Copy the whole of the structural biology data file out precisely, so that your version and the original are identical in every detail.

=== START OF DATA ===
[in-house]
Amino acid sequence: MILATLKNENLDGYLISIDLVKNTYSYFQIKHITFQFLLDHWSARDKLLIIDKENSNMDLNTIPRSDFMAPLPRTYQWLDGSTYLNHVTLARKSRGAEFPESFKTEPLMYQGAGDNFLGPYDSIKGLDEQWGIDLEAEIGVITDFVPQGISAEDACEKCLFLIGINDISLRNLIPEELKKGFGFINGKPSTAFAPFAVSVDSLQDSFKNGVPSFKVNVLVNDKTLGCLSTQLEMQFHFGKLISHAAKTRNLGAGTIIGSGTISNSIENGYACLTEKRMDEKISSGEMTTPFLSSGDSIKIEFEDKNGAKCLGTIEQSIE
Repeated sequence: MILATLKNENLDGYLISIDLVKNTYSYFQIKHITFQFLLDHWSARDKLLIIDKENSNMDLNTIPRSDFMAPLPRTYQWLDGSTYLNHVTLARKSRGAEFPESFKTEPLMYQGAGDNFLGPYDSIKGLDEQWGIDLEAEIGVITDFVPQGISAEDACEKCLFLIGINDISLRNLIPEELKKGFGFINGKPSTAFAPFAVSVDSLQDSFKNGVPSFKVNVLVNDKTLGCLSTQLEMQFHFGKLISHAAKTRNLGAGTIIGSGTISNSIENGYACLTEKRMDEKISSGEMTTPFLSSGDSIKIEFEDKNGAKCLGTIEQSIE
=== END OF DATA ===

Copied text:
[in-house]
Amino acid sequence: MILATLKNENLDGYLISIDLVKNTYSYFQIKHITFQFLLDHWSARDKLLIIDKENSNMDLNTIPRSDFMAPLPRTYQWLDGSTYLNHVTLARKSRGAEFPESFKTEPLMYQGAGDNFLGPYDSIKGLDEQWGIDLEAEIGVITDFVPQGISAEDACEKCLFLIGINDISLRNLIPEELKKGFGFINGKPSTAFAPFAVSVDSLQDSFKNGVPSFKVNVLVNDKTLGCLSTQLEMQFHFGKLISHAAKTRNLGAGTIIGSGTISNSIENGYACLTEKRMDEKISSGEMTTPFLSSGDSIKIEFEDKNGAKCLGTIEQSIE
Repeated sequence: MILATLKNENLDGYLISIDLVKNTYSYFQIKHITFQFLLDHWSARDKLLIIDKENSNMDLNTIPRSDFMAPLPRTYQWLDGSTYLNHVTLARKSRGAEFPESFKTEPLMYQGAGDNFLGPYDSIKGLDEQWGIDLEAEIGVITDFVPQGISAEDACEKCLFLIGINDISLRNLIPEELKKGFGFINGKPSTAFAPFAVSVDSLQDSFKNGVPSFKVNVLVNDKTLGCLSTQLEMQFHFGKLISHAAKTRNLGAGTIIGSGTISNSIENGYACLTEKRMDEKISSGEMTTPFLSSGDSIKIEFEDKNGAKCLGTIEQSIE